In an effort to stave off the bus driver strike and keep school employees from quitting in droves, the Wake County Board of Education approved a one-time bonus and small raises for teachers and school support staff Tuesday. 

Full-time employees will see a $1,250 bonus this month, and part-time employees will see a smaller bonus. The board also approved a pay increase to $13 per hour for roughly 1,600 employees and a 1 percent increase to the local supplement the county pays toward teachers and other certified staff including guidance counselors and therapists. 

The extra pay comes after almost two years of employees being overworked due to the coronavirus pandemic. As children returned to school this year, reports emerged of teachers working 60 or 70 hours a week—grading papers after school, lesson-planning on weekends, and acting as substitutes during their free periods for staff who had already resigned.

Tensions came to a head Friday when bus drivers—who had been driving double or triple their usual number of routes without extra pay—called out en masse to demand better working conditions. The informal strike continued today despite the board approving pay raises Tuesday. Although the protest has lost some momentum, about 30 drivers called out sick Wednesday, many saying that the extra pay is not enough, WRAL reported

Superintendent Cathy Moore emphasized these pay increases are just the “first step” in increasing compensation for teachers, but vague promises of better pay in the future are not assuaging employees. The North Carolina Association of Educators held a protest outside the board meeting Tuesday night demanding, at minimum, a $2,000 hazardous pay bonus for all staff, extra pay for extra duties, and raises for all district employees.

Board members seem to agree the steps taken Tuesday are not enough. During the meeting, board member Karen Carter questioned how long employees would be willing to wait for better pay. 

Keeping staff “dangling out there, (saying) ‘Just stay with us,’ is very hard to do,” she said. “Look at other districts that have already made significant changes (staff) can see.”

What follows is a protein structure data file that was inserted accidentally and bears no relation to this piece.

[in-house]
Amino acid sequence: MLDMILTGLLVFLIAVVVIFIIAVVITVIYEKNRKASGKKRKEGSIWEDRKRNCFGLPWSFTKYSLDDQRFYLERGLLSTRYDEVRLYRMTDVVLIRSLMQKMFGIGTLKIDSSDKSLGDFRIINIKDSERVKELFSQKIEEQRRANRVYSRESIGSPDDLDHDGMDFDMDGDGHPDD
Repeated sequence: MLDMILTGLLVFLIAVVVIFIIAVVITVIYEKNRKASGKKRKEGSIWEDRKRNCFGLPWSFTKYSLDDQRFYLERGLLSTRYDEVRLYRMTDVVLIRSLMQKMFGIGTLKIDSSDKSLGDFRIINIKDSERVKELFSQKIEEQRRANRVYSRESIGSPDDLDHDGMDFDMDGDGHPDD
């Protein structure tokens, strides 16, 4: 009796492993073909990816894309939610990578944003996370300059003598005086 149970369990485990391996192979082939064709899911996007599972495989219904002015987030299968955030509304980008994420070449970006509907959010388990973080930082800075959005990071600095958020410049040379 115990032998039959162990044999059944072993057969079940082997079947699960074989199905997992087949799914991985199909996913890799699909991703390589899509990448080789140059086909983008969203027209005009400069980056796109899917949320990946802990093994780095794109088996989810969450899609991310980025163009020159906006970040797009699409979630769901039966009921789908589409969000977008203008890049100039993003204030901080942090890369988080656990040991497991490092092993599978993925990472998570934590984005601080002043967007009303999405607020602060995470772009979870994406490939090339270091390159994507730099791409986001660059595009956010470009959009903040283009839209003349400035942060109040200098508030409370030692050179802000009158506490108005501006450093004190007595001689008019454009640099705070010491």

Carter’s concerns were backed up by a slew of comments from teachers and staff who reiterated that they are overworked, underpaid, and exhausted. Teachers and instructional assistants said they had to regularly fill in as subs to cover vacant positions. Stacy Eleczko, a middle school teacher, said she and her coworkers were waiting on a decision from the board to decide whether or not to resign. 

Carter said she wanted the district to raise pay to at least $15 per hour, so experienced nurses, instructional assistants, and other non-beginning staff would be included in the raise. 

In Wake County, a nursing assistant’s starting salary is $11.11 per hour; for an instructional assistant, it’s $11.80 per hour. Even with the $13 per hour pay increase, those beginning employees would still be making less than the average Raleigh cook or line worker, according to data from the U.S. Bureau of Labor Statistics. Bus drivers, who start at $15 per hour, make less than the average Raleigh secretary or fast-food manager. 

Board Chair Keith Sutton said the district wishes they could do more but needs the help of the state to make significant changes to teacher and staff pay. Board member Jim Martin said it was time to play “hardball,” suggesting the district use one-time COVID relief dollars to provide ongoing salary increases and dare the state not to replace the funding when the federal money is gone. Either way, it’s unlikely the state will make a big investment in education, even after COVID-19. After all, legislators are still holding off on meeting their Leandro obligations

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